On marriage age, RSS not with Govt: Social, not legal
Ahead of the annual meeting of its highest decision-making body, the RSS has made it clear that it has a difference of opinion on the legislation proposed by the government on the age of marriage for women and believes such issues should be left to society to decide. It also believes that the hijab controversy has been blown out of proportion and should have been handled at the local level.
These two issues, along with other contemporary issues, are likely to be discussed during the Akhil Bharatiya Pratinidhi Sabha (ABPS) baithak at Ahmedabad from March 11-13, RSS sources said.
The ABPS holds a meeting every year to take stock of the organisation and its work, and chart the future course of action. The meeting is attended by all top leaders of the RSS, representatives from regions across the country and over 30 associated organisations.
“The issue of marriageable age is under discussion. There are many opinions. Among the tribals or in rural areas, marriages happen early. The government’s argument is (this inhibits) education and (results in) early pregnancy. But even the government does not appear to be in a hurry to push it through. The question is how much should the government interfere in such matters. Certain things should be left to the society,” a senior RSS leader said.
Sources said there were also opinions shared with the government to bring everyone’s marriageable age down to 18 years, but some social organisations opposed this.
In December last year, the government brought a Bill that seeks to increase the age of marriage for women from 18 to 21 years. Amid criticism from the Opposition, the Bill was sent to the Parliamentary Standing Committee for further discussion.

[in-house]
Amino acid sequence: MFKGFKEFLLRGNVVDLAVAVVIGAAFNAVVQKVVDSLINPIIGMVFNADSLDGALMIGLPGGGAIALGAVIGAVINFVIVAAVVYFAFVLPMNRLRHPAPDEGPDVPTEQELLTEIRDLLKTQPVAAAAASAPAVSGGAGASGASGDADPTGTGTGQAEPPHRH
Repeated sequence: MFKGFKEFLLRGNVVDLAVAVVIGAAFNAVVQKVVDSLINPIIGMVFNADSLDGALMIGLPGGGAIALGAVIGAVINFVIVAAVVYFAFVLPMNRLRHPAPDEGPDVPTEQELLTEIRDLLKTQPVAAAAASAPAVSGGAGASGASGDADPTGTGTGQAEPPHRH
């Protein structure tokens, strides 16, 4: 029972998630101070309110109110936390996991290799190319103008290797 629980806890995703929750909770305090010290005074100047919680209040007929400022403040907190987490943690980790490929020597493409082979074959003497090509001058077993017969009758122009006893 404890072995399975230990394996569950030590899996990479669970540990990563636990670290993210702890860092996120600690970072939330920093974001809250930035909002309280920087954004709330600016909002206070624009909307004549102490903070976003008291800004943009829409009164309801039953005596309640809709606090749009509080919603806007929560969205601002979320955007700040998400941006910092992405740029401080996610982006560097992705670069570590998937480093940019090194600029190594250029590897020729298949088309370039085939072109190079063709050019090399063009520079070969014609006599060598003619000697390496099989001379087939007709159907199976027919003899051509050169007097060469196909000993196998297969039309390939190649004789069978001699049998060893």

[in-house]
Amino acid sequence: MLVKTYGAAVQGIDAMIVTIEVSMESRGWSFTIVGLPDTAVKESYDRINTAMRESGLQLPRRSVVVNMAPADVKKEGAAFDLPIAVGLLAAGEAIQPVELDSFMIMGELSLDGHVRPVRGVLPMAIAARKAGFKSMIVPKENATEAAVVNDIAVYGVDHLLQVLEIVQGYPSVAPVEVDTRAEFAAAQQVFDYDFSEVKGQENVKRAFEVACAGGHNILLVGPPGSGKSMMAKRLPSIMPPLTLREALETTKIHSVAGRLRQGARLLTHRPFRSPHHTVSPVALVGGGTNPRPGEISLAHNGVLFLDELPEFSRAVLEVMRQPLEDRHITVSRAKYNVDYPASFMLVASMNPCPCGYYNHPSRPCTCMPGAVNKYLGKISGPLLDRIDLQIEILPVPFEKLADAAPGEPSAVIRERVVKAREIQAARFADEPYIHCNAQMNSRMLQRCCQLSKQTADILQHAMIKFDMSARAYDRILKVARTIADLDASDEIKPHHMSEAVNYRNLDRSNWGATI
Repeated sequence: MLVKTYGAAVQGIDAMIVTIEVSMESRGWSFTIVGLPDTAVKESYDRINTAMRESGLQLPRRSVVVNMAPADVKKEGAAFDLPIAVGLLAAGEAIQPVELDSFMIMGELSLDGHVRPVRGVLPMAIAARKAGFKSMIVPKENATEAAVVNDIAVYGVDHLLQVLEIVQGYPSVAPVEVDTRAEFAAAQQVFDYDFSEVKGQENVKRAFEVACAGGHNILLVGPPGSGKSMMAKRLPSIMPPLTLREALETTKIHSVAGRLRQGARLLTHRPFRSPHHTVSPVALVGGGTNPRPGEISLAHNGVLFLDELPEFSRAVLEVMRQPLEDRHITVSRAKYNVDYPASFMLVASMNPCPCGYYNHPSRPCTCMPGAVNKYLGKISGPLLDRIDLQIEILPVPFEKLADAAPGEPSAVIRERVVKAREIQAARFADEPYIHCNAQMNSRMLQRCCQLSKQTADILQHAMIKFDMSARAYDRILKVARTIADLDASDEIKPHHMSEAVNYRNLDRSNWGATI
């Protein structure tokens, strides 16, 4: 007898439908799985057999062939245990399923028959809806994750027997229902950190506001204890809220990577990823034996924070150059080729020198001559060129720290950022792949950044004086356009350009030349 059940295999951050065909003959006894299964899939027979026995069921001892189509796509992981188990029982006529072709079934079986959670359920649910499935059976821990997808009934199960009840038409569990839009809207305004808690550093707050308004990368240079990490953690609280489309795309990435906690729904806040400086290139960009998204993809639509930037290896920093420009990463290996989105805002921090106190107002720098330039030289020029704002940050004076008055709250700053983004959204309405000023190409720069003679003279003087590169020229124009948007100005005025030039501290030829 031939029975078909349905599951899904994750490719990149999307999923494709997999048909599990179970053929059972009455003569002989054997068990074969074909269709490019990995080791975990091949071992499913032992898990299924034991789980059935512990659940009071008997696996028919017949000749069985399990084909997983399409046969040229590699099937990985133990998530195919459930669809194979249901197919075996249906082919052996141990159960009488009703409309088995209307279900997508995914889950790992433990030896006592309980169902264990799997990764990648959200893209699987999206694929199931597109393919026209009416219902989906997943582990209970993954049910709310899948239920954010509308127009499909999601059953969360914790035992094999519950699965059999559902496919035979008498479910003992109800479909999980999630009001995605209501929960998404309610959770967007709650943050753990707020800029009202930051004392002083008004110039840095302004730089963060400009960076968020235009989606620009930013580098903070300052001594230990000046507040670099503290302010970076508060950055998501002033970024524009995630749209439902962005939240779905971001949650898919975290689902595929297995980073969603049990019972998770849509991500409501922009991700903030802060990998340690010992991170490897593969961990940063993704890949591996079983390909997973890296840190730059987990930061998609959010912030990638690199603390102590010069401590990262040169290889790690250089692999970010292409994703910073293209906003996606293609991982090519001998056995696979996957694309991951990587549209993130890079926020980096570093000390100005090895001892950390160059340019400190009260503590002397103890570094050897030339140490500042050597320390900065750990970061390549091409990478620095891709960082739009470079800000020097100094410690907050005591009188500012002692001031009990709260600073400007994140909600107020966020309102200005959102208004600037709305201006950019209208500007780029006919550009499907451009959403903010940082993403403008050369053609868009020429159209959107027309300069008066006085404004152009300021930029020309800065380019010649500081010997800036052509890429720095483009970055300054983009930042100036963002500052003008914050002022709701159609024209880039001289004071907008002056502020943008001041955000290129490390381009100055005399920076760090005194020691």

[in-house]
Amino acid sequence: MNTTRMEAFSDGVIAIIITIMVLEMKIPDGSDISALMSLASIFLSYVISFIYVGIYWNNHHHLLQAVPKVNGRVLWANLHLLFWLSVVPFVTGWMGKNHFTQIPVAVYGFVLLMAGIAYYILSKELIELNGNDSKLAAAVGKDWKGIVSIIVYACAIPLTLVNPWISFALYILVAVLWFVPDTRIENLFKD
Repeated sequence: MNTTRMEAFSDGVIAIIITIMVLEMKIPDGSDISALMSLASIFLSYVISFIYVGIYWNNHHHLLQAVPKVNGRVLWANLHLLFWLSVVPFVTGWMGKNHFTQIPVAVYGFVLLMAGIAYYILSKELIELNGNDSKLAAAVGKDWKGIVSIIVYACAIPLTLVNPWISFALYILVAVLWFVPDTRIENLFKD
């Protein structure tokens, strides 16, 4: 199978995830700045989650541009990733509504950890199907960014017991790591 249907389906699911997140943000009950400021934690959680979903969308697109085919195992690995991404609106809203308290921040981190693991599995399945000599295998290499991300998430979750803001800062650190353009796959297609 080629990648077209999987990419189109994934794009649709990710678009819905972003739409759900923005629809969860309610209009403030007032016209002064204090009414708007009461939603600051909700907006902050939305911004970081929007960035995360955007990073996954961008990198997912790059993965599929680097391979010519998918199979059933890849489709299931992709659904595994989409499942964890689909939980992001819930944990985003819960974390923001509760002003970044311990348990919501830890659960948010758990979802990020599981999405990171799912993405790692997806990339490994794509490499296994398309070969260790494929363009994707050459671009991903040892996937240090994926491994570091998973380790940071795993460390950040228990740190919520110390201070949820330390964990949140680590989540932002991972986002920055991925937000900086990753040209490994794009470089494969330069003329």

Sources said the Sangh has a similar opinion on the issue of marital rape and believes it should be left to the family to decide how to deal with it.
The twin issues, the RSS believes, go against its nationwide campaign to revive the culture of familial bond which it says has come under stress due to modern economic compulsions and western influence. The RSS runs a programme called Kutumb Prabodhan that has the family as the most important unit of society and pushes people to spend at least a day in a week with their larger family and eat together.
“There should not be a political discussion on these, rather a social one. Helpless societies demand laws for everything. A strong society must find a solution on its own. If governance improves with less government, so does society,” the RSS leader said.
The Sangh also believes that the recent controversy in Karnataka over the wearing of hijab in classrooms has been blown out of proportion. “While we see this as the Popular Front of India trying to increase its sphere of influence, we believe the matter should have been handled at the local level. That is why the Sangh is not pushing the matter. But it is also true that consistently coming up with ways to assert religious identity is not good,” the leader said.
The three-day ABPS meet is likely to discuss these issues. “One can’t say whether these will figure in formal resolutions, but several matters are discussed during the meeting informally as well,” the leader said.
While the government has yet not framed rules on the Citizenship Amendment Act (CAA) passed in 2019, sources said the RSS is committed to both the CAA and the National Register of Citizens (NRC) across the country and will continue to push for them.
This year’s meet is also significant as it will discuss the centenary celebrations of the RSS in 2025. “Preparations for the centenary will be discussed, apart from plans on the expansion of the organisation. We have to reach to the mandal level, connect more people with us and have our swayamsevaks at places where they are not there yet,” the leader said.
The RSS has 55,000 daily shakhas and public outreach programmes in the country today. It aims to increase it to 1 lakh, sources said. To reach out to the youth and professionals, the RSS has also started night shakhas that start at 9.30 pm, and weekly meetings.